Sunday, March 4, 2012

Review: The Rules of Inheritance

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The Rules of InheritanceThe Rules of Inheritance by Claire Bidwell Smith
My rating: 5 of 5 stars

**This review is based on a digital galley provided by the publisher via NetGalley.**
The only time I regret spending on this book is the time I spent avoiding it. I added it to my NetGalley requests one evening when I was on one of my crazy searches for what could be "the next big thing" and I had to make sure that if it was out there that I could review it. The Rules of Inheritance sounded promising.

Claire Bidwell Smith takes us on a cyclic journey through her grieving and healing process. Her parents were diagnosed with cancer within months of each other while she was still in high school. Within her first year of college, her mother died, and she had no idea how to cope with the void in her life where her mother used to be. The Rules of Inheritance contains so many passages that I want to share, but this passage resonated the strongest with me, "I write her a letter on the one-year anniversary of her dead. Dear Mom, I don't know how to be without you. Please come back."

Since Joan Didion's memoirs about the death or her husband, The Year of Magical Thinking followed by the tragic death of her daughter, Blue Nights, it's hard not to compare any memoir with death and dying at its core to hers. However, what kept me reading Smith into the night and through this afternoon was the way her honest and compassionate voice highlights the grief all of us experience not just when we lose someone, but when we change. The hardest person to find when you think you've lost everything is yourself, and going from childhood to adulthood, all of us need to face that challenge. We have to learn how to sit alone with our thoughts; how to stop doing the things that hurt us; how to forgive. We also have to come to terms with our own mortality. As Nietzsche put it, " [W]hen you gaze long into an abyss the abyss also gazes into you." It's hard to watch someone die and scary to even find out someone has passed away not just because we grieve the loss, but because it's a reminder that our own time is limited.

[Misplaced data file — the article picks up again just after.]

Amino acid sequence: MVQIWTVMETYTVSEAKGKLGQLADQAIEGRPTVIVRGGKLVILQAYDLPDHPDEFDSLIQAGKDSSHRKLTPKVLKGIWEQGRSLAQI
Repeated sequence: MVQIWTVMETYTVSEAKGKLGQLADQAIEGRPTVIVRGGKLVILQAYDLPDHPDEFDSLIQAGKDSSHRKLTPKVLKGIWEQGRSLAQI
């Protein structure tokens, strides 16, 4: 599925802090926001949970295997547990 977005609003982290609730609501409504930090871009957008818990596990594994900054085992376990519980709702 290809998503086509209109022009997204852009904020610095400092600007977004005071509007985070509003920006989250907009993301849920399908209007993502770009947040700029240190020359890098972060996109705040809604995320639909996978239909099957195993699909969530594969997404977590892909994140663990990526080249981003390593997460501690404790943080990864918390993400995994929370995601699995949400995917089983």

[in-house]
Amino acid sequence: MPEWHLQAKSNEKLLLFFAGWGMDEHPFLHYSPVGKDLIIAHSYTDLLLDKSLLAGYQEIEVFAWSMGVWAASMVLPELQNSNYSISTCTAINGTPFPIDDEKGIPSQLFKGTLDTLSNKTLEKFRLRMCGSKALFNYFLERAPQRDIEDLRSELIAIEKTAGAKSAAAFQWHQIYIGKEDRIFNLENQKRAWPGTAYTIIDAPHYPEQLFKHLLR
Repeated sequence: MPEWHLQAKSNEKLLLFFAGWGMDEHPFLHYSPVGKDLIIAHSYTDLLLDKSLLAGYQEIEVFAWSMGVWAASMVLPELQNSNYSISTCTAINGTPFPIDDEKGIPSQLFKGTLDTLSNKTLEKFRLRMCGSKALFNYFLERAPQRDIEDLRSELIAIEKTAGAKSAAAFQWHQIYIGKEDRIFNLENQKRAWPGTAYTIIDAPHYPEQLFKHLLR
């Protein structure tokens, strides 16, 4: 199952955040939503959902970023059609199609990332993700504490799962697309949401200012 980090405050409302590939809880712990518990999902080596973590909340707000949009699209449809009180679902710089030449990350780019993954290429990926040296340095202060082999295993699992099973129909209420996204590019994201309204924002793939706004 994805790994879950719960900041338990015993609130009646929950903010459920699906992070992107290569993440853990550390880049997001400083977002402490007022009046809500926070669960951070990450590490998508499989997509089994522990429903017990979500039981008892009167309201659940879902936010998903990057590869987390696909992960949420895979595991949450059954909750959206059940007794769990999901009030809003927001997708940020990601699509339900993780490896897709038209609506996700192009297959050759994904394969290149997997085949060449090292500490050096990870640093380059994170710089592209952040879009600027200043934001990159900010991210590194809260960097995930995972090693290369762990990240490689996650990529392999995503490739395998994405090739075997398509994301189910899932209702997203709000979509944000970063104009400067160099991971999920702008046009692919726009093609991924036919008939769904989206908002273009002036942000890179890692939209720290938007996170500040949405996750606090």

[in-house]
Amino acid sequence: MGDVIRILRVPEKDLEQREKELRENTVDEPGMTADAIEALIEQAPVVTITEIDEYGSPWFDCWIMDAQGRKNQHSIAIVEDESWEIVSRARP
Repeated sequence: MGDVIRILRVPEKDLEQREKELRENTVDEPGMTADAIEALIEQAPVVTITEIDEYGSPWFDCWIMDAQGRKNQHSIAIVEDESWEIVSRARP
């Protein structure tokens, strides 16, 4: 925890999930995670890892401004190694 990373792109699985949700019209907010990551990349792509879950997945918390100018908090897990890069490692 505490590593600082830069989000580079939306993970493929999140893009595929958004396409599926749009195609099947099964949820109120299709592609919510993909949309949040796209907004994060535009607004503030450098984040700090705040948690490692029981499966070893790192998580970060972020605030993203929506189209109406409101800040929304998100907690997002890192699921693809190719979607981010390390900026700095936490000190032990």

I hope that Claire Bidwell Smith continues her work as an author and grief counselor. Everyone should read this book. It's one of the most beautiful books I've ever read.

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